.map(objectError -> messageSource.getMessage(objectError, locale))
                .collect(Collectors.toList());
        return new ResponseEntity<>(new RestMessage(errorMessages), HttpStatus.BAD_REQUEST);
    }

    @ExceptionHandler(Exception.class)
    public ResponseEntity<RestMessage> handleExceptions(Exception ex, Locale locale) {
        String errorMessage = messageSource.getMessage(UNEXPECTED_ERROR, null, locale);
        ex.printStackTrace();
        return new ResponseEntity<>(new RestMessage(errorMessage), HttpStatus.INTERNAL_SERVER_ERROR);
    }
}

As this class' implementation is not that trivial, let's take a closer look at the details.

Making the Exception Handler Global

To make our exception handler implementation global, we have used the @ControllerAdvice annotation. This annotation is a specialization of @Component and enables developers to apply, among other things, @ExceptionHandler methods globally to all controllers in an application.

This means that the methods defined in this class that handle exceptions will apply to all @Controllers that we define in our application. This helps us to avoid having to define a base class that the controllers have to extend or having to define exception handlers on each controller.

Injecting an I18N Message Resource

Since we aim to support multiple languages, we have defined the constructor of this class to get an instance of MessageSource injected. This instance enables us to search for (I18N) messages defined in the messages.properties files, or on its variations for other languages, based on codes.

As an example, in this class, we've defined a private constant called UNEXPECTED_ERROR. The value of this constant is Exception.unexpected and will point to a message that tells the user that the error was not expected. We will define the messages and their localizations later on in the article.

Handling REST Exceptions

To handle exceptions derived from (or instance of) RestException, we define a method called handleIllegalArgument and annotate it with @ExceptionHandler(RestException.class). Whenever an exception of this class is caught by the method, the code message set in the exception is passed to the MessageSource instance to get a localized message explaining the error. Besides that, the args property and the current locale are passed alongside with the message code so Spring can interpolate the localized final message replacing any placeholders.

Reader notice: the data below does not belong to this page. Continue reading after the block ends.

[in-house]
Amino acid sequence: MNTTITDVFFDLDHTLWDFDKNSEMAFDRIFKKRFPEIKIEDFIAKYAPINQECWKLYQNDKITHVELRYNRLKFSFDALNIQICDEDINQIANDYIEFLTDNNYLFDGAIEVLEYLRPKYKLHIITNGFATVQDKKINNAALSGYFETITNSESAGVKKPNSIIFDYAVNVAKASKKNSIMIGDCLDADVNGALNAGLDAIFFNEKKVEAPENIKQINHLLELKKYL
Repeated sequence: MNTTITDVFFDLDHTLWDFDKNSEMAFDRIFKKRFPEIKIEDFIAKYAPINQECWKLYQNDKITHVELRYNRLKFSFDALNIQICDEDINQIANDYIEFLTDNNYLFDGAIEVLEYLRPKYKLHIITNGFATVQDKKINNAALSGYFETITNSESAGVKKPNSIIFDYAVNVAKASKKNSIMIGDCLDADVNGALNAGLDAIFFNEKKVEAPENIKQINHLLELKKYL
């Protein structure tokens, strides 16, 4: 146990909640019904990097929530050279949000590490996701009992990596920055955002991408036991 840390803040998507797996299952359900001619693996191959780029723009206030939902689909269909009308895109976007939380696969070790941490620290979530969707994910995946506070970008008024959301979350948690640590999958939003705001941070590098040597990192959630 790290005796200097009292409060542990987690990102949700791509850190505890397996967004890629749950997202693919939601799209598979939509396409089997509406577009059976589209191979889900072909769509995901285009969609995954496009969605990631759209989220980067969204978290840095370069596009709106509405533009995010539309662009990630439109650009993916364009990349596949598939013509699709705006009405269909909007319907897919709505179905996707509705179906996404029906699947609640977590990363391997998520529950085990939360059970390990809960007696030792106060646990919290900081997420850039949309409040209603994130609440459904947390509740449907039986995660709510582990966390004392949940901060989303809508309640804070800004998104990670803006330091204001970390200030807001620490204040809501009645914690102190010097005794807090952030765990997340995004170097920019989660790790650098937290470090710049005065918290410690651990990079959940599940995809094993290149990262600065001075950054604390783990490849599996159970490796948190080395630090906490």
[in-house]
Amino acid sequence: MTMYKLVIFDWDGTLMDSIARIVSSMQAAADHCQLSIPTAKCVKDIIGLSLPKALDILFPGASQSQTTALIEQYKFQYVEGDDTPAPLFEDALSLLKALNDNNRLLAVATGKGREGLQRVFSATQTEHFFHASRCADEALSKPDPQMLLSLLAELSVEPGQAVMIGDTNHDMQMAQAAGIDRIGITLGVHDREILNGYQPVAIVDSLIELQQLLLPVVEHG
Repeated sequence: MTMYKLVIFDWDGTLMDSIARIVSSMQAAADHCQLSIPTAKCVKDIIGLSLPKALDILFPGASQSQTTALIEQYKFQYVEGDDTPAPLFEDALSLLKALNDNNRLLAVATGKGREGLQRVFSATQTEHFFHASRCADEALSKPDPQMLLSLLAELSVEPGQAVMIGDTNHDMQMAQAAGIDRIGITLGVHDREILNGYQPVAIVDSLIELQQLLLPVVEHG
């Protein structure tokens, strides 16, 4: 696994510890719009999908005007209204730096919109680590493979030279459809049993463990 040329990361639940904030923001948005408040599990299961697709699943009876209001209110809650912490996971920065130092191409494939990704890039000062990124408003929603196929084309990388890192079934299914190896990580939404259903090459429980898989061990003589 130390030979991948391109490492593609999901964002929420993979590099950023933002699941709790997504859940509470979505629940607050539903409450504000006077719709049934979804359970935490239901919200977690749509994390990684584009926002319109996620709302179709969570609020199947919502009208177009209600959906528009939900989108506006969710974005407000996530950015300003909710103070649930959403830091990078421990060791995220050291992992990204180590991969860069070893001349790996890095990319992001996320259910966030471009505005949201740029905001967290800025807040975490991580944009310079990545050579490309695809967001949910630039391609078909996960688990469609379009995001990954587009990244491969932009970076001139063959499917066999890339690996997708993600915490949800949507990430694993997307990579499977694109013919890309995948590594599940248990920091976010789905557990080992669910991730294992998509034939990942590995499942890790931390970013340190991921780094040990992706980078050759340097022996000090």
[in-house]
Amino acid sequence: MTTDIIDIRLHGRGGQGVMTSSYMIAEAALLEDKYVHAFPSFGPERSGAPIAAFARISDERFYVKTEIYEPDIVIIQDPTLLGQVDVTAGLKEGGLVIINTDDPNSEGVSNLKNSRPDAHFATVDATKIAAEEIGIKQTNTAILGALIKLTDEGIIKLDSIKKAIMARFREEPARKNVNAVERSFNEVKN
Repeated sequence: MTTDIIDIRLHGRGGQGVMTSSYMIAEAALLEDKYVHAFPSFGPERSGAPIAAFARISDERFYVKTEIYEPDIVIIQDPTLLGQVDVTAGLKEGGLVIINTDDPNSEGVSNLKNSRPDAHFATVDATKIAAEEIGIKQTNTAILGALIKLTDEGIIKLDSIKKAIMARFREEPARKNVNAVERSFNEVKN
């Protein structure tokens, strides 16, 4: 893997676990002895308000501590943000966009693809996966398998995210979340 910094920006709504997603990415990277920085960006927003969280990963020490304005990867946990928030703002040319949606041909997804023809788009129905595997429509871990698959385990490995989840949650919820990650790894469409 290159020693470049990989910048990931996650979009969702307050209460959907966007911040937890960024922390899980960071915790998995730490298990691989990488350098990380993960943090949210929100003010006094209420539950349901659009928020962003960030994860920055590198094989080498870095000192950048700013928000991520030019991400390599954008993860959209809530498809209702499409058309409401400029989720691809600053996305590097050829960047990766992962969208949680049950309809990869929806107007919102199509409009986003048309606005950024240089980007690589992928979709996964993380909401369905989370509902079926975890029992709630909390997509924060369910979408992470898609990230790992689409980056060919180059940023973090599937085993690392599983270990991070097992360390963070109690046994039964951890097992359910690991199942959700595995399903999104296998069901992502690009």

String errorMessage = messageSource
          .getMessage(ex.getMessage(), ex.getArgs(), locale);

Handling Bean Validation Exceptions

In the previous article, we developed a solution that transforms DTOs into entities and that triggers the bean validation for these DTOs automatically. This means that, for example, if we define a property as @NotNull in a DTO and a user sends an instance that contains null as the value property, a MethodArgumentNotValidException is thrown saying that this situation is not valid.

To catch this exception and provide a better message, we have defined a method called handleArgumentNotValidException and set it to handle MethodArgumentNotValidExceptions. Since multiple validation errors might occur, we map the error codes to messages defined in messages.propertiesfiles.

List<String> errorMessages = result.getAllErrors()
    .stream()
    .map(objectError -> messageSource.getMessage(objectError, locale))
    .collect(Collectors.toList());

Handling Unexpected Exceptions

The last method defined in the RestExceptionHandler class is responsible for handling exceptions that we have not foreseen. For example, let's say that for some reason Spring is unable to inject a Repository instance in a controller, and we try to use this null reference to hit the database. In this situation, a NullPointerException will be thrown by the application and this method will catch it. Since our application was not expecting this error to occur, and we don't have much to say to the user, we just use the UNEXPECTED_ERROR constant to search for a localized message that tells the user that something went wrong.